Investment grade firms face tough battle as yield fight rages
* Triple B peripheral names are top investor picks
* Strategists call corporate bond yields "unnervingly low"
* Investors demand longer maturities
* Hybrids offer key competition for senior paper
By Josie Cox
LONDON, Jan 17 (IFR) - High-quality European corporate credits will be forced to offer juicier premiums and longer maturities on new bonds in order to compete with higher yields available from weaker names.
With many investors preferring to chase returns by going down the credit spectrum, better rated issuers are finding it increasingly challenging.
"The problem is that we're in a very risk-on environment at the moment," said Markus Steilen, syndicate manager at Commerzbank in Frankfurt.
"Investors aren't seeking exposure to the safest possible names, because they're simply comfortable with more risk so that they can secure a higher yield."
European strategists too, are steering investors away from names rated single A and higher, feeling that the yields on offer are too low - and likely to keep falling.
"We recommend keeping minimum exposure to low-beta names, and loading up in high-beta and high-yield as much as feasibly possible," said Societe Generale strategists Suki Mann and Juan Valencia.
With the iTraxx Main index now at 70bp - close to a more than three-year low, and 40% tighter than this time last year - they say current corporate yields are "unnervingly low".
The somewhat lacklustre performance of recent bonds in the secondary market has underscored these difficulties facing higher-rated borrowers.
Some of the deals for German automakers and chemicals group BASF traded as much as 5bp wider over mid-swaps on the break.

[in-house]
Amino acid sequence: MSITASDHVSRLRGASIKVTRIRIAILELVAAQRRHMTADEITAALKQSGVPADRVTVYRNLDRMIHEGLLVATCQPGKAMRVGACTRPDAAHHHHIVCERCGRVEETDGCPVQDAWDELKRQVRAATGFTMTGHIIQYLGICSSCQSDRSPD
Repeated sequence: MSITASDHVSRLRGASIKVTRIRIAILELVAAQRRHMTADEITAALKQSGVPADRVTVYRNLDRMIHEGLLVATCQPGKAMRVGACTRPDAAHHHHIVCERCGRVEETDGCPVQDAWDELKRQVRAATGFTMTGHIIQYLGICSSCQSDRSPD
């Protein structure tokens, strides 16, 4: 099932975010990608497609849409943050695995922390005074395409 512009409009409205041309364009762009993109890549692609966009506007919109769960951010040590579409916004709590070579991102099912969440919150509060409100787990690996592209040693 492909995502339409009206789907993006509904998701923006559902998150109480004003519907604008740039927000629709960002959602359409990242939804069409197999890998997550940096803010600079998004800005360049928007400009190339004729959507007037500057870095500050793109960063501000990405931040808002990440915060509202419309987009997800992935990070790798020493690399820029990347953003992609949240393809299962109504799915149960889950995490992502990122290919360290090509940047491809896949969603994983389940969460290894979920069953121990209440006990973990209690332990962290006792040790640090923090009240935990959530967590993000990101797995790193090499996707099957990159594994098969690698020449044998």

"BMW's bonds, for example, had a decent enough new-issue premium but a very low underlying yield," said Jens Vanbrabant, lead portfolio manager at ECM Asset Management. "As a result the bonds widened."
Meanwhile investors are being lured by the plentiful supply of alternative paper on offer further down the ratings spectrum from subordinated, hybrid bonds as well as in the senior sector.
Names like Valeo, APRR and ASF all managed to generate vigorous demand over the past fortnight, with new issues trading as much as 5-6bp tighter in the secondary.
On Tuesday, Enel spin-off Snam printed EUR600m of 10-year bonds at mid-swaps plus 128bp that subsequently tightened by as much as 6bp despite offering just a 4bp premium. Order books topped EUR1.7bn.
On Thursday, Telecom Italia printed its first bond as a junk-rated corporate - a EUR1bn seven-year offering that attracted a massive book of more than EUR7bn, while French investment company Wendel, rated BB+ by S&P, on Tuesday attracted a 7.5-times subscribed book on its EUR400m seven-year trade.
Leads said this chunky order book was down, at least in part, to a substantial bid from traditional high-grade buyers.
Many investors have said that the subordinated format has presented a perfect opportunity to gain access to some very attractive names while also ensuring spread.
One London-based asset manager said he had bought EDF's triple-currency hybrids, for example, because French state ownership means the risk of default or coupon deferral looks very low.
"At the same time, the hybrid is just so much more attractive than senior because yields have come in too much."
In 2013, hybrids returned over 6% compared with the relatively paltry 2.5% from senior investment corporate credit - and some credit strategists are forecasting that those returns could be even lower if yields continue their journey south.
The average maturity for euro investment-grade senior corporate paper in 2013 was just over seven years. So far this year is at 7.4 years. And, as yields dwindle, many in the market say this is simply not enough.
"Slapping a 10bp premium on is immediately going to make a bond look more attractive," one origination official said.
"But to ensure no unnecessary money is left on the table, corporates should be looking at maturities above the seven or eight year mark," one origination official said. (Reporting By Josie Cox)